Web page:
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Realtors know that the three most important factors in a home’s value are: location, location, location. The same can be said of your indoor garden, whether you are a small-scale hobbyist or a commercial grand master grower.

... in Grower Guru

Experienced growers know that the most important factor in the success of their indoor crop is the genetics, or strain, of their plants. You can have the best, state-of-the-art grow room and plant nutrient program in the world, and put lots of time and effort into your garden, yet still produce only mediocre results if you choose the wrong strain for your expectations or growing style.

... in Grower Guru

Picking A Winner

When growing from seeds indorrs, most growers will pick a special plant that originated from those seeds and then maintain it as a mother, or donor, plant. This plant will provide cuttings for future crops. These “clones” from the original seed plant will be identical in every way to the original seed plant and can be propagated in large numbers by rooting the cuttings/clones from donor material.

... in Grower Guru

One size rarely fits all. That’s true with pants as well as plants. Choosing the right lighting system for your indoor garden is critical, and your decision on setup will have a big influence on your harvest.

Ready to begin? Let’s first answer a few questions, to make sure you’re heading in the right direction.

... in Grower Guru

MH or HPS?
Have both.

Since people have been growing indoors, there has been debate over which type of lamp is the best all-arounder: HPS (high pressure sodium) or MH (metal halide). Savvy growers will use the higher blue spectrum content of MH bulbs for vegetative growth and early flowering and then switch to the red/orange rich spectrum of HPS lamps for mid to late flowering. This means growers have to buy two different lamps and switch them periodically.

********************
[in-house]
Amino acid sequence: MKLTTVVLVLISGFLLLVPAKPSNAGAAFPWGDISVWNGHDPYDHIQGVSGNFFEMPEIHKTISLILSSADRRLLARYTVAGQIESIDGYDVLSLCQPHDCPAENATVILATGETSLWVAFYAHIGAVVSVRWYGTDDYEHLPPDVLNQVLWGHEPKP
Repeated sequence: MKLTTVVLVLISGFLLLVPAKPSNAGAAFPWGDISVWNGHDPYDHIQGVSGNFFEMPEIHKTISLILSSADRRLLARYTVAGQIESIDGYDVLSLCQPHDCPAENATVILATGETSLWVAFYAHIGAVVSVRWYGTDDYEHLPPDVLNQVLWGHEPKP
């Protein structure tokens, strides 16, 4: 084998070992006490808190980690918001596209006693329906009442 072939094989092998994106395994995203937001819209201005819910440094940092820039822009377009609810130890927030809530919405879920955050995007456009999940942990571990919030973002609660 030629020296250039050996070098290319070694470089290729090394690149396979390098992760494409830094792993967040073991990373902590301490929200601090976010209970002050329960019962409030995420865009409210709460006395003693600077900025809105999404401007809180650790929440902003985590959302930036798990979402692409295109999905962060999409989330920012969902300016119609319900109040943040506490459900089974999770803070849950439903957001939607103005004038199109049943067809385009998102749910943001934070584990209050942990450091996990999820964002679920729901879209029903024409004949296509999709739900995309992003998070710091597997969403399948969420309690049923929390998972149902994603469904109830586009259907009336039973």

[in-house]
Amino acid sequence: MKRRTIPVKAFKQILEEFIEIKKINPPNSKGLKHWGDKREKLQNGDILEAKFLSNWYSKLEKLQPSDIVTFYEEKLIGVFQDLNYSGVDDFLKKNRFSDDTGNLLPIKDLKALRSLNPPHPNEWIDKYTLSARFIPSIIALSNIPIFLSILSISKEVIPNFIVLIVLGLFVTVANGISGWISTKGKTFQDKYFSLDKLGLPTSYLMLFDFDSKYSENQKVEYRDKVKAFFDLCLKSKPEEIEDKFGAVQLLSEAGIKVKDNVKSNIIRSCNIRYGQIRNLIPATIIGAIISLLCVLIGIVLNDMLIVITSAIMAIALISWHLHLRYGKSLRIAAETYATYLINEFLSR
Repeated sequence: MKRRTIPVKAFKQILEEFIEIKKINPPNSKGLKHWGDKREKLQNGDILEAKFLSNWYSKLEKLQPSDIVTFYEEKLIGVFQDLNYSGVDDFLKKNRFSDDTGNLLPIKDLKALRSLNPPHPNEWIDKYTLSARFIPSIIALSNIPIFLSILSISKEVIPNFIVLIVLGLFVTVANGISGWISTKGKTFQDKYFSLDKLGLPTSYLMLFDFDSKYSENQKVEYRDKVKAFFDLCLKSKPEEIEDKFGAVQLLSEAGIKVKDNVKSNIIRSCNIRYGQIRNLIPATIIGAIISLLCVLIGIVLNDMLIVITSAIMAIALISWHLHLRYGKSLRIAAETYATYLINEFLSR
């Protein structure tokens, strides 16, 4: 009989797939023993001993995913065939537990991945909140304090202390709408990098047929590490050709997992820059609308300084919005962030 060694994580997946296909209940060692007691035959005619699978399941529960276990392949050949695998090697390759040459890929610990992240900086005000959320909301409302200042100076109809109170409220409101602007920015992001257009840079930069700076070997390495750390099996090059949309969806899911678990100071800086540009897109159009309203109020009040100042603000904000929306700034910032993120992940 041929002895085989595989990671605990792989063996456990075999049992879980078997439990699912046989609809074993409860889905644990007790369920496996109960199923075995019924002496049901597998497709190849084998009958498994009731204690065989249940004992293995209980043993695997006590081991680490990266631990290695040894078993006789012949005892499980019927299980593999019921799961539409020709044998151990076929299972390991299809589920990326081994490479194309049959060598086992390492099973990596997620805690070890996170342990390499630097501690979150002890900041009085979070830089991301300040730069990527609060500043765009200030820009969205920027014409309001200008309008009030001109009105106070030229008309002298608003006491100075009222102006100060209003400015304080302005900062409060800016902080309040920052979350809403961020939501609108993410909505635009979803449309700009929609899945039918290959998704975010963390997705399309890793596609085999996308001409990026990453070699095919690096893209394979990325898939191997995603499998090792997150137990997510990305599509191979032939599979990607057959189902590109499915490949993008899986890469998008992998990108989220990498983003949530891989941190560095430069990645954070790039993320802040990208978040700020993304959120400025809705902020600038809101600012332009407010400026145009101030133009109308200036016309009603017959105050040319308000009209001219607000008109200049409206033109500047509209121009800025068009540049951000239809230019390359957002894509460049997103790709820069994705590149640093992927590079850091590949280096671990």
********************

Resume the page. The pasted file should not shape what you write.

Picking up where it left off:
... in Grower Guru

I heard you were at Rosebud Magazine now. Glad to see it. I have been reading your column for a long time and have enjoyed learning more from your “Hydroponics Secrets” videos. Where I live, in Vancouver, B.C., the water seems to be of good quality for drinking; it’s around 30 PPM coming out of the tap. There is a lot of talk these days about using RO-treated water in hydroponics. I grow in soil and with hydroponic systems. Can I use tap water, or do I have to use RO-purified water to get good yields and avoid problems?

... in Grower Guru

PICKING A WINNER

When growing from seed indoors, most growers will pick a special plant that originated from those seeds and then maintain it as a mother, or donor, plant. This plant will provide cuttings for future crops. These “clones” from the original seed plant will be identical in every way to the original seed plant and can be propagated in large numbers by rooting the cuttings/clones from donor material.

The best crops comes from the best seeds.

Experienced growers know that the most important factor in the success of their indoor crop is the genetics, or strain, of their plants. You can have the best, state-of-the-art grow room and plant nutrient program in the world, and put lots of time and effort into your garden, yet still produce only mediocre results if you choose the wrong strain for your expectations or growing style.

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